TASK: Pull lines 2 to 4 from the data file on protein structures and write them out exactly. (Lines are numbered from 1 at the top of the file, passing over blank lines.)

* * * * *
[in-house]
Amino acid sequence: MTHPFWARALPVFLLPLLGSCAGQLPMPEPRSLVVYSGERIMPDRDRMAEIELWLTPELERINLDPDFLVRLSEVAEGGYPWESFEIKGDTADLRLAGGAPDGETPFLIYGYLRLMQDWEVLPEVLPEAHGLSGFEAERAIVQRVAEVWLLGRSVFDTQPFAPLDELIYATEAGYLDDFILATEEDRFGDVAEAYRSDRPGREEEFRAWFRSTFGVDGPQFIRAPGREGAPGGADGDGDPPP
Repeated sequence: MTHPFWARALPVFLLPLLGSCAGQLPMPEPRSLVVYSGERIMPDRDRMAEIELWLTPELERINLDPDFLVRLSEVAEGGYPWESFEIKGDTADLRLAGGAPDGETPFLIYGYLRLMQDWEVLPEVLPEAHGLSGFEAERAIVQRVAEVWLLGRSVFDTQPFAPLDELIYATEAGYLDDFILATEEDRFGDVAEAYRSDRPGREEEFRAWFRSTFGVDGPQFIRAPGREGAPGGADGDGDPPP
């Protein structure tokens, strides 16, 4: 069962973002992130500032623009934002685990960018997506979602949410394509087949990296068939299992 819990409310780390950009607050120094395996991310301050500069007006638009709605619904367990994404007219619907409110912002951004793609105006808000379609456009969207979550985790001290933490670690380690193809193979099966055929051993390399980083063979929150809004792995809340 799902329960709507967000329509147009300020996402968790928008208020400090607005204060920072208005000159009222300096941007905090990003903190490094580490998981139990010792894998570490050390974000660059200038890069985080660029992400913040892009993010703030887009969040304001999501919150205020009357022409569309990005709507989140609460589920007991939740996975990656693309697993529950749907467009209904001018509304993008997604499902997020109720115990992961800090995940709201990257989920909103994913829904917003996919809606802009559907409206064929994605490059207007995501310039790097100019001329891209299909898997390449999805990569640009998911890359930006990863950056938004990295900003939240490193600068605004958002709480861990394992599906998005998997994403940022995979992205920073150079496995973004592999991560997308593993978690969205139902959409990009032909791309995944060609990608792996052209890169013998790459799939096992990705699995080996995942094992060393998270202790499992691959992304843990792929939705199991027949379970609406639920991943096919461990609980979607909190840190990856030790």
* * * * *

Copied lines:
Amino acid sequence: MTHPFWARALPVFLLPLLGSCAGQLPMPEPRSLVVYSGERIMPDRDRMAEIELWLTPELERINLDPDFLVRLSEVAEGGYPWESFEIKGDTADLRLAGGAPDGETPFLIYGYLRLMQDWEVLPEVLPEAHGLSGFEAERAIVQRVAEVWLLGRSVFDTQPFAPLDELIYATEAGYLDDFILATEEDRFGDVAEAYRSDRPGREEEFRAWFRSTFGVDGPQFIRAPGREGAPGGADGDGDPPP
Repeated sequence: MTHPFWARALPVFLLPLLGSCAGQLPMPEPRSLVVYSGERIMPDRDRMAEIELWLTPELERINLDPDFLVRLSEVAEGGYPWESFEIKGDTADLRLAGGAPDGETPFLIYGYLRLMQDWEVLPEVLPEAHGLSGFEAERAIVQRVAEVWLLGRSVFDTQPFAPLDELIYATEAGYLDDFILATEEDRFGDVAEAYRSDRPGREEEFRAWFRSTFGVDGPQFIRAPGREGAPGGADGDGDPPP
């Protein structure tokens, strides 16, 4: 069962973002992130500032623009934002685990960018997506979602949410394509087949990296068939299992 819990409310780390950009607050120094395996991310301050500069007006638009709605619904367990994404007219619907409110912002951004793609105006808000379609456009969207979550985790001290933490670690380690193809193979099966055929051993390399980083063979929150809004792995809340 799902329960709507967000329509147009300020996402968790928008208020400090607005204060920072208005000159009222300096941007905090990003903190490094580490998981139990010792894998570490050390974000660059200038890069985080660029992400913040892009993010703030887009969040304001999501919150205020009357022409569309990005709507989140609460589920007991939740996975990656693309697993529950749907467009209904001018509304993008997604499902997020109720115990992961800090995940709201990257989920909103994913829904917003996919809606802009559907409206064929994605490059207007995501310039790097100019001329891209299909898997390449999805990569640009998911890359930006990863950056938004990295900003939240490193600068605004958002709480861990394992599906998005998997994403940022995979992205920073150079496995973004592999991560997308593993978690969205139902959409990009032909791309995944060609990608792996052209890169013998790459799939096992990705699995080996995942094992060393998270202790499992691959992304843990792929939705199991027949379970609406639920991943096919461990609980979607909190840190990856030790």